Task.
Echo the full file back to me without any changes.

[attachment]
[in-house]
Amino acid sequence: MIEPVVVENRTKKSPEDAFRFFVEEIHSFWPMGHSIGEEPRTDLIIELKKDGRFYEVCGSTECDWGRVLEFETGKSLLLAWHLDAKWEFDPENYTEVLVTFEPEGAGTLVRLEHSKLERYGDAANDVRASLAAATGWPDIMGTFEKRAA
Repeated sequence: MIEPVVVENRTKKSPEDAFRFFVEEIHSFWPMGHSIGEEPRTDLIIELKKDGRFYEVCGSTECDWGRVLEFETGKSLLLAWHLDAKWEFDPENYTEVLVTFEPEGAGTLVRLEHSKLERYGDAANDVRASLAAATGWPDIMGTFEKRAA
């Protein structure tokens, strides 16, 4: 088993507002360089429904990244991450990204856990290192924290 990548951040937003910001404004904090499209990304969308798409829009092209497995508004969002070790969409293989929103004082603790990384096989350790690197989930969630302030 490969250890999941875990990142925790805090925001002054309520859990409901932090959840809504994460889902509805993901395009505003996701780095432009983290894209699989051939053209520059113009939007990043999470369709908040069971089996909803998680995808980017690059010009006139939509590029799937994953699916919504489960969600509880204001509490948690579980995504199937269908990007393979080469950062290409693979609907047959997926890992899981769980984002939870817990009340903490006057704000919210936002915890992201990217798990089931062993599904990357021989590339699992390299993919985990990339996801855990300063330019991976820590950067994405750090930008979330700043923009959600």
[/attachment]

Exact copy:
[in-house]
Amino acid sequence: MIEPVVVENRTKKSPEDAFRFFVEEIHSFWPMGHSIGEEPRTDLIIELKKDGRFYEVCGSTECDWGRVLEFETGKSLLLAWHLDAKWEFDPENYTEVLVTFEPEGAGTLVRLEHSKLERYGDAANDVRASLAAATGWPDIMGTFEKRAA
Repeated sequence: MIEPVVVENRTKKSPEDAFRFFVEEIHSFWPMGHSIGEEPRTDLIIELKKDGRFYEVCGSTECDWGRVLEFETGKSLLLAWHLDAKWEFDPENYTEVLVTFEPEGAGTLVRLEHSKLERYGDAANDVRASLAAATGWPDIMGTFEKRAA
């Protein structure tokens, strides 16, 4: 088993507002360089429904990244991450990204856990290192924290 990548951040937003910001404004904090499209990304969308798409829009092209497995508004969002070790969409293989929103004082603790990384096989350790690197989930969630302030 490969250890999941875990990142925790805090925001002054309520859990409901932090959840809504994460889902509805993901395009505003996701780095432009983290894209699989051939053209520059113009939007990043999470369709908040069971089996909803998680995808980017690059010009006139939509590029799937994953699916919504489960969600509880204001509490948690579980995504199937269908990007393979080469950062290409693979609907047959997926890992899981769980984002939870817990009340903490006057704000919210936002915890992201990217798990089931062993599904990357021989590339699992390299993919985990990339996801855990300063330019991976820590950067994405750090930008979330700043923009959600």